Ward is known for his devastating left hook to the body and his ability to withstand punishment while waiting to land his trademark shot. A perennial underdog, he has been known to lose every minute of every round and then suddenly drop his opponent in the late rounds with a single shot to the body (as he did against Emanuel Burton, Antonio Diaz, and Shea Neary).
After a 15-year pro career, the veteran Ward gained widespread fame in his May 20, 2002 fight with Arturo Gatti, which was broadcast live on HBO. Ward-Gatti I saw both fighters withstand an amazing amount of punishment through 10 rounds of non-stop action. Ward, who dropped Gatti in the ninth round with a vicious left hook to the body, won the fight by majority decision.
Ward-Gatti I was hailed as the "Fight of the Century" by boxing fans and writers, and Round 9 of that bout was called "The Round of the Century" by George Foreman, who co-hosted the fight live on HBO. Both fighters showed such heart and sportsmanship through the grueling fight that many felt the fight helped to revive a sport which has been plagued by showboating, corruption, and greed since the 1970s.
In their rematch, Gatti fought a smart fight and neutralized Ward's body punching power by boxing and staying low. In the third round, Gatti knocked Ward to the canvas with a thundering overhand right which landed on Ward's ear. Ward, stunned, sprawled into the turnbuckle and stayed down for the mandatory 8 count. Nobody, especially Gatti (who after the fight called it "the hardest punch I've ever landed") expected Ward to get up, never mind finish the fight. It later turned out that Gatti had fractured his right hand with that shot.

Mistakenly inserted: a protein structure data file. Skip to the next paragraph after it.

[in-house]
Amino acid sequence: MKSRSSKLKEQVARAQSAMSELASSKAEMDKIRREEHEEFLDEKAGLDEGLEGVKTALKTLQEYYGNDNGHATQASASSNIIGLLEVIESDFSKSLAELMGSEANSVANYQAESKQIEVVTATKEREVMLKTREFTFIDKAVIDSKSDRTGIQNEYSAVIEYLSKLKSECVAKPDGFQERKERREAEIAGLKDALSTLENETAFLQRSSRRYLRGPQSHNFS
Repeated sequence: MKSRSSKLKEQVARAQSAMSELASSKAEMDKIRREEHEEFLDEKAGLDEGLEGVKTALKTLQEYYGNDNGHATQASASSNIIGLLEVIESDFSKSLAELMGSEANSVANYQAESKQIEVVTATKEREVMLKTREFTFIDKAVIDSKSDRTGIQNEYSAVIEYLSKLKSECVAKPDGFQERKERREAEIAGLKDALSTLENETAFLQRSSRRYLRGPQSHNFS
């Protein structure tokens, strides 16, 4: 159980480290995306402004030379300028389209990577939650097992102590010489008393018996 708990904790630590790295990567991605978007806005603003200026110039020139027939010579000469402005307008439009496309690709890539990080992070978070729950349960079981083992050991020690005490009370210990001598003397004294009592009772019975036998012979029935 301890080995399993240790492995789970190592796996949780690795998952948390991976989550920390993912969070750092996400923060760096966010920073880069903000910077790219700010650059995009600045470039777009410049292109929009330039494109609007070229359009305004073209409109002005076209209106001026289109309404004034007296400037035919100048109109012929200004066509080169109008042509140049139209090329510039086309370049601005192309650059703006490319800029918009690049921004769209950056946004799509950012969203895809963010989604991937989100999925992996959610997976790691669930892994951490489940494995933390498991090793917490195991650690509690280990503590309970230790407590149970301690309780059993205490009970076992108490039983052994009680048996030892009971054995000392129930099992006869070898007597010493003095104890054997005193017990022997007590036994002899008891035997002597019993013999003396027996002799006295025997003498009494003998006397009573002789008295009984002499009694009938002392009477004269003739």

Commentators noted that if it had been any other fighter than Ward, the referee would have stopped the fight in the third round. Indeed, some feel the fight should have been stopped as Ward took an additional 7 rounds of punishment in a lopsided Gatti victory. Ward and Gatti earned over one million dollars a piece for Ward-Gatti II.
Ward and Gatti had a third fight, on June 8 of 2003. Despite dropping Gatti in round six, Ward lost by a ten round unanimous decision. While Ward has never held a world title, he won the respect and admiration of many fans worldwide at this late stage in his career. Before his final fight with Gatti, Micky Ward announced his plans to retire after the fight.
In his native Massachusetts, Micky Ward is regarded as a working class hero, a blue-collar athlete who has overcome many difficulties in life and prevailed through determination and hard work.